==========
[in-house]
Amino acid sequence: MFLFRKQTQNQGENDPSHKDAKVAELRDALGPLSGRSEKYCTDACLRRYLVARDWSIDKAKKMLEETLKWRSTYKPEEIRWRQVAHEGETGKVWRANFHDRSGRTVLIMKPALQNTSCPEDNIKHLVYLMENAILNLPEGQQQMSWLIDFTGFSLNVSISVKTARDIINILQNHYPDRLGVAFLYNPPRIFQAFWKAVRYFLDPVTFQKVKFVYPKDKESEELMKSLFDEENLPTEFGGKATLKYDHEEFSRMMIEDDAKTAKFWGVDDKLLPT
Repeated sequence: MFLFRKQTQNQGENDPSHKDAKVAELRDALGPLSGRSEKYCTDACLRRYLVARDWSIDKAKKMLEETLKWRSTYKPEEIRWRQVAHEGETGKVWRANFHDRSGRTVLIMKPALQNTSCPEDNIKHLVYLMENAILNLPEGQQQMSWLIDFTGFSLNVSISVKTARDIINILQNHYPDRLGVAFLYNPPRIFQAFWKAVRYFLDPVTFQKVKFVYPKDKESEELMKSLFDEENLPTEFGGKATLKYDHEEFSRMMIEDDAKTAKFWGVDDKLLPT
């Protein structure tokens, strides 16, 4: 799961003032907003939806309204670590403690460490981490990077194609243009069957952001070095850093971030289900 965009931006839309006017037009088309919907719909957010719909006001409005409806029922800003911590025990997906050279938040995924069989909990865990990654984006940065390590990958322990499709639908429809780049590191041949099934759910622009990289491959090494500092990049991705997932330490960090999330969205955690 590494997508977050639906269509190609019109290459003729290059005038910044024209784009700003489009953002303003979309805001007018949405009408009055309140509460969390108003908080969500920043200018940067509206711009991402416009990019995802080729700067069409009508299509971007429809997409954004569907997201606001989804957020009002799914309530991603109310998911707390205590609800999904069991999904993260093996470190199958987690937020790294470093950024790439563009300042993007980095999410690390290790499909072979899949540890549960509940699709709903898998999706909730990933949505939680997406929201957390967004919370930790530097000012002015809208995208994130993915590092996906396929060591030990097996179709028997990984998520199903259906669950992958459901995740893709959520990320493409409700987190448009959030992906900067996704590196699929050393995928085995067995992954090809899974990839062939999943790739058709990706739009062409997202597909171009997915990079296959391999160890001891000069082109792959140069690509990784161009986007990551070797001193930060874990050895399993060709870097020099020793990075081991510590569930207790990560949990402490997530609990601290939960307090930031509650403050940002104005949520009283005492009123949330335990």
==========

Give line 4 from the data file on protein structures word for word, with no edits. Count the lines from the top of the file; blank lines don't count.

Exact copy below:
């Protein structure tokens, strides 16, 4: 799961003032907003939806309204670590403690460490981490990077194609243009069957952001070095850093971030289900 965009931006839309006017037009088309919907719909957010719909006001409005409806029922800003911590025990997906050279938040995924069989909990865990990654984006940065390590990958322990499709639908429809780049590191041949099934759910622009990289491959090494500092990049991705997932330490960090999330969205955690 590494997508977050639906269509190609019109290459003729290059005038910044024209784009700003489009953002303003979309805001007018949405009408009055309140509460969390108003908080969500920043200018940067509206711009991402416009990019995802080729700067069409009508299509971007429809997409954004569907997201606001989804957020009002799914309530991603109310998911707390205590609800999904069991999904993260093996470190199958987690937020790294470093950024790439563009300042993007980095999410690390290790499909072979899949540890549960509940699709709903898998999706909730990933949505939680997406929201957390967004919370930790530097000012002015809208995208994130993915590092996906396929060591030990097996179709028997990984998520199903259906669950992958459901995740893709959520990320493409409700987190448009959030992906900067996704590196699929050393995928085995067995992954090809899974990839062939999943790739058709990706739009062409997202597909171009997915990079296959391999160890001891000069082109792959140069690509990784161009986007990551070797001193930060874990050895399993060709870097020099020793990075081991510590569930207790990560949990402490997530609990601290939960307090930031509650403050940002104005949520009283005492009123949330335990």